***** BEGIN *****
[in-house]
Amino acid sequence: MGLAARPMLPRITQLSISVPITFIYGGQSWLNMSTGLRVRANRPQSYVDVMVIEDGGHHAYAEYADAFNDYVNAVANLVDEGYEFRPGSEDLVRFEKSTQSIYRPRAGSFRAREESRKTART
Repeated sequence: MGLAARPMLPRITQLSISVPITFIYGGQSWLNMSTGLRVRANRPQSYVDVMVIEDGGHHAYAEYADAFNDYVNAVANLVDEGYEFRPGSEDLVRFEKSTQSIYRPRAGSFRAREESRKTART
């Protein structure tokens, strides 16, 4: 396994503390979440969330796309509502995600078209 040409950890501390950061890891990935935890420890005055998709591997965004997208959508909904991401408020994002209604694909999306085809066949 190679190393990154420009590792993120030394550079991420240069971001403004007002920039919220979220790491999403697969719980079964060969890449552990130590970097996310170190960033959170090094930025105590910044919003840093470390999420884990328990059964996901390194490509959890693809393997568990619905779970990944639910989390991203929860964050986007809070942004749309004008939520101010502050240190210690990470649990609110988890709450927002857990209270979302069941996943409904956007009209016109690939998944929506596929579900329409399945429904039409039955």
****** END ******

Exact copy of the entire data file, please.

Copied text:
[in-house]
Amino acid sequence: MGLAARPMLPRITQLSISVPITFIYGGQSWLNMSTGLRVRANRPQSYVDVMVIEDGGHHAYAEYADAFNDYVNAVANLVDEGYEFRPGSEDLVRFEKSTQSIYRPRAGSFRAREESRKTART
Repeated sequence: MGLAARPMLPRITQLSISVPITFIYGGQSWLNMSTGLRVRANRPQSYVDVMVIEDGGHHAYAEYADAFNDYVNAVANLVDEGYEFRPGSEDLVRFEKSTQSIYRPRAGSFRAREESRKTART
């Protein structure tokens, strides 16, 4: 396994503390979440969330796309509502995600078209 040409950890501390950061890891990935935890420890005055998709591997965004997208959508909904991401408020994002209604694909999306085809066949 190679190393990154420009590792993120030394550079991420240069971001403004007002920039919220979220790491999403697969719980079964060969890449552990130590970097996310170190960033959170090094930025105590910044919003840093470390999420884990328990059964996901390194490509959890693809393997568990619905779970990944639910989390991203929860964050986007809070942004749309004008939520101010502050240190210690990470649990609110988890709450927002857990209270979302069941996943409904956007009209016109690939998944929506596929579900329409399945429904039409039955």